16. 16. Post-industrial Society Daniel Bell popularized the concept of post-industrial society in the early 1970s The term signifies an intermediate stage between industrial society and a future form of society, the precise nature of which was still to be established
  17. 17. Bell’s three social spheres Social (or techno-economic) structure Polity, i.e. the state and political institutions Culture
  18. 18. The axial principles of each sphere Social (or techno-economic) structure  efficiency Polity, i.e. the state and political institutions  equality Culture  self-realization
  19. 19. Daniel Bell Bell’s main concern is with the conflict between the techno-economic and cultural realms Bell discerned the emergence of a postmodern culture based on consumerism, “concerned with play, fun, display and pleasure” (Bell 1976: 70)
  20. 20. Manuel Castells Three types of social movements and identities that can be generated in response to the globalization of information flows: Legitimizing Resistance Project
  21. 21. Legitimizing movements and identities As described by Castells, social movements that are generated through institutions of civil society that are outside of the state, yet have legitimate access to state power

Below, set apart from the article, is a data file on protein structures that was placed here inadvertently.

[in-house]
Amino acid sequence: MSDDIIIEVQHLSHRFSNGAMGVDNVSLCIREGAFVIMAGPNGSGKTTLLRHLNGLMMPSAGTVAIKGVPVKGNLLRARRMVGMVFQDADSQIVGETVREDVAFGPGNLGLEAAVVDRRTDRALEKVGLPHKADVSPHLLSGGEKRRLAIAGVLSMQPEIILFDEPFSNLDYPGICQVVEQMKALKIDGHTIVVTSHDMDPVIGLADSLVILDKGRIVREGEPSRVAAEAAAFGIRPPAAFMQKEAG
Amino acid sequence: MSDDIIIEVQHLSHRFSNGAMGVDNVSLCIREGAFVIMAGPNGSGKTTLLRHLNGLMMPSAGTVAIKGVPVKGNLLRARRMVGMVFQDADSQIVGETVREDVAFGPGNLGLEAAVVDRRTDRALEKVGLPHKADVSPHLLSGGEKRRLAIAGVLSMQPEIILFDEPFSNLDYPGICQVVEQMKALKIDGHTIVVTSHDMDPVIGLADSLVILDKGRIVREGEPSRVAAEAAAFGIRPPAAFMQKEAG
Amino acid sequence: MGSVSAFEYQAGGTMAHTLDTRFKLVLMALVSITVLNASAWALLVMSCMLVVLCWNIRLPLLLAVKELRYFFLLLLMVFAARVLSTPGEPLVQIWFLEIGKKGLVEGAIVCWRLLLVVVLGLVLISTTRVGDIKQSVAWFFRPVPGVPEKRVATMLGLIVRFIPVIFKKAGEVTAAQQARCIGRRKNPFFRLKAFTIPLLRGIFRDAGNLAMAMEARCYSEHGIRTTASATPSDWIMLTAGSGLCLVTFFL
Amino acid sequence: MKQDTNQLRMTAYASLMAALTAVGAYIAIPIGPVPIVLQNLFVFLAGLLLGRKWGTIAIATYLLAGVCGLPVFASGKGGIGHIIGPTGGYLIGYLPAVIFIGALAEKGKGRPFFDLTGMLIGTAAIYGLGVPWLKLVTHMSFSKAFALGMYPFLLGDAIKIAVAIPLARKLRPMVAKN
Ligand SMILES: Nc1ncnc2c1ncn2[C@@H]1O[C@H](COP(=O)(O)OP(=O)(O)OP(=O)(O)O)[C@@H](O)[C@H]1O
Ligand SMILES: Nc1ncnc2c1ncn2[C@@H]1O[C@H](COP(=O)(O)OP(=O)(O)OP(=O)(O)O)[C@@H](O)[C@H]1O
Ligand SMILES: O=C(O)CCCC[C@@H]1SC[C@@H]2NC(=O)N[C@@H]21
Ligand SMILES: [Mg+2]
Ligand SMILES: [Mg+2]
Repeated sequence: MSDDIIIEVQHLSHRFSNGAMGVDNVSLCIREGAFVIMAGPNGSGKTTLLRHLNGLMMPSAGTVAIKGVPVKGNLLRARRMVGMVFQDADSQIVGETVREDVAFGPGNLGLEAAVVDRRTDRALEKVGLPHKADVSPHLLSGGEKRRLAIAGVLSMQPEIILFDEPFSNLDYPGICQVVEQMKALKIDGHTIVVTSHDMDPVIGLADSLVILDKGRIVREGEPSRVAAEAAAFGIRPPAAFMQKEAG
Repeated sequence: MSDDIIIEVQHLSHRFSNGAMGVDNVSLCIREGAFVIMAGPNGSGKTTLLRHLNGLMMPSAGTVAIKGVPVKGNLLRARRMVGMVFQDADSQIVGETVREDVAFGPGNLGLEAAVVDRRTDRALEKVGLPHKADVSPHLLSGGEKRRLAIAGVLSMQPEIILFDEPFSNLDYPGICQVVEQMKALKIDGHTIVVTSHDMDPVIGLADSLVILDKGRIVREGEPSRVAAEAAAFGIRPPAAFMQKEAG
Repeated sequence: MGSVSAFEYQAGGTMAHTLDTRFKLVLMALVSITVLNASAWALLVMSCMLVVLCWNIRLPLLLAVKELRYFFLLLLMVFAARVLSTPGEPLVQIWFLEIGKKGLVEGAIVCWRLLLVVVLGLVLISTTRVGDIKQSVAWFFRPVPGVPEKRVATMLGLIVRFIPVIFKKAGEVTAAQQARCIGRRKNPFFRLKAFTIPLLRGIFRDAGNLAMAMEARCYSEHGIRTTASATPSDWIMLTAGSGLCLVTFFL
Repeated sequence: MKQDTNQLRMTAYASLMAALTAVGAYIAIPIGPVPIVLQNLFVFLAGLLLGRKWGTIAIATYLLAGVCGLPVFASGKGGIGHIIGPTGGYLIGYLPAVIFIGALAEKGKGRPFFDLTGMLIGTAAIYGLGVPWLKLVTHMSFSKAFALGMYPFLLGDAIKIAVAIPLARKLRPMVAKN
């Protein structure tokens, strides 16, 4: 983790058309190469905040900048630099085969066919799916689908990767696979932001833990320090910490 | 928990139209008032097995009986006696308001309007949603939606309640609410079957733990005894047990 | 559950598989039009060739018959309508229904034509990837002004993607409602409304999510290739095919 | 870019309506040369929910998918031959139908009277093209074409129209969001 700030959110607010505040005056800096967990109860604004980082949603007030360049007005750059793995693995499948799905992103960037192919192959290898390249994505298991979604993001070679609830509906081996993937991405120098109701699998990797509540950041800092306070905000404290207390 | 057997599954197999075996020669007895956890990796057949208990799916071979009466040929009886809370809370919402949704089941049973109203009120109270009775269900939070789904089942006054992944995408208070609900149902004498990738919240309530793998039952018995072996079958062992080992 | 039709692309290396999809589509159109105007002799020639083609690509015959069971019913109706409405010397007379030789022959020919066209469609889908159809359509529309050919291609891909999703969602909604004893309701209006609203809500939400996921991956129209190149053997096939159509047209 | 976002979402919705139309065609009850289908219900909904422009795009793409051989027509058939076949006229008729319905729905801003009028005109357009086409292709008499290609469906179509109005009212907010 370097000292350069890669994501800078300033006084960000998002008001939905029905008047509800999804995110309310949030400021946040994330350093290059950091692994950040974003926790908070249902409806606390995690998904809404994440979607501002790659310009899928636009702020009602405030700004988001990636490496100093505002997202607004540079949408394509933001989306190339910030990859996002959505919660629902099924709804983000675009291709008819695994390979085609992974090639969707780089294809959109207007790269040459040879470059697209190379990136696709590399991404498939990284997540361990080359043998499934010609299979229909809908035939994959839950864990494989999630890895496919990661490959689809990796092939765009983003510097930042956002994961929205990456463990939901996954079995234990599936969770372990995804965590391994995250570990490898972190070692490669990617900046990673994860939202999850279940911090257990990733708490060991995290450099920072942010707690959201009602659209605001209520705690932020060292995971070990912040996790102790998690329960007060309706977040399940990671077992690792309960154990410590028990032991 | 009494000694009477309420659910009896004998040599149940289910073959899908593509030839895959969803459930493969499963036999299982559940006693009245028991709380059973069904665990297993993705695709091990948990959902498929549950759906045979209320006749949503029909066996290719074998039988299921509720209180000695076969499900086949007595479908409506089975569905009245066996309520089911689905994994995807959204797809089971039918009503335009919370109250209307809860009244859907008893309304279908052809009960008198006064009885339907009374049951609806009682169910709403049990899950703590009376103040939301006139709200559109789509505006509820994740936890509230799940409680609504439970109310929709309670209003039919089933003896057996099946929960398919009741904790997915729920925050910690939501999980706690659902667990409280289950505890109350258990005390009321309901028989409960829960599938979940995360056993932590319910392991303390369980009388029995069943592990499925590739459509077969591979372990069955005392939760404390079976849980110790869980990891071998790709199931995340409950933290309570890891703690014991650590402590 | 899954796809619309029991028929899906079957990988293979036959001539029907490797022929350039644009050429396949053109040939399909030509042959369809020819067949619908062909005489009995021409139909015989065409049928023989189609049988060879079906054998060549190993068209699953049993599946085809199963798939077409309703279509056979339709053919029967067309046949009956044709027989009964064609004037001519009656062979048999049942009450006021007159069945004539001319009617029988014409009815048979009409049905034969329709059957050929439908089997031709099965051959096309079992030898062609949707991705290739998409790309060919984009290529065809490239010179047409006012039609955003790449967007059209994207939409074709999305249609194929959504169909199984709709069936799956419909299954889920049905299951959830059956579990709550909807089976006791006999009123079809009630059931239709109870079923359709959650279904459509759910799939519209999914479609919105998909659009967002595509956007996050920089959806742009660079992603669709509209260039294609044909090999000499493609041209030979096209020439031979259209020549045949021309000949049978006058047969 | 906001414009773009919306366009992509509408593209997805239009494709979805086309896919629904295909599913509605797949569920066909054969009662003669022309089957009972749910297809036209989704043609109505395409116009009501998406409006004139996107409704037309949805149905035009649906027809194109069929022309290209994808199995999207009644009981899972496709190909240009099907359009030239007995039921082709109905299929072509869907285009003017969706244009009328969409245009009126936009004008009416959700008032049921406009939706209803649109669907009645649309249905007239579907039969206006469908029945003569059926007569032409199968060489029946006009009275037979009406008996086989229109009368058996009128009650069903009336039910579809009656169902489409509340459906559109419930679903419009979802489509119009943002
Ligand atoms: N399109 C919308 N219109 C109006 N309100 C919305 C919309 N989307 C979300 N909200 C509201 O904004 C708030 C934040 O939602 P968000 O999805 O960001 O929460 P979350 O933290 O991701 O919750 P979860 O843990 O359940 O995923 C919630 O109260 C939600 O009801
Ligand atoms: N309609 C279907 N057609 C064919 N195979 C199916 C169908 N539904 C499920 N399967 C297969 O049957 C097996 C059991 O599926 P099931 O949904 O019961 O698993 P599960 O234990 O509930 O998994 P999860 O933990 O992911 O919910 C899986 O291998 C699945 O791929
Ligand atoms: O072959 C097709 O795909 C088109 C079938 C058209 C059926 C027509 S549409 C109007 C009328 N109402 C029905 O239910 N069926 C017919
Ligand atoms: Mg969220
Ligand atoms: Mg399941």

22. 22. Resistance movements and identities As described by Castells, social movements that are based on the identity of excluded groups (i.e. racial and ethnic minorities) and are the product of resentment toward dominant institutions and alienation from mainstream ideologies
  23. 23. Project movements and identities As described by Castells, social movements that use available cultural resources to create new identities that redefine one’s position in society and try to change the overall social structure (e.g. the women’s movement and environmental movement)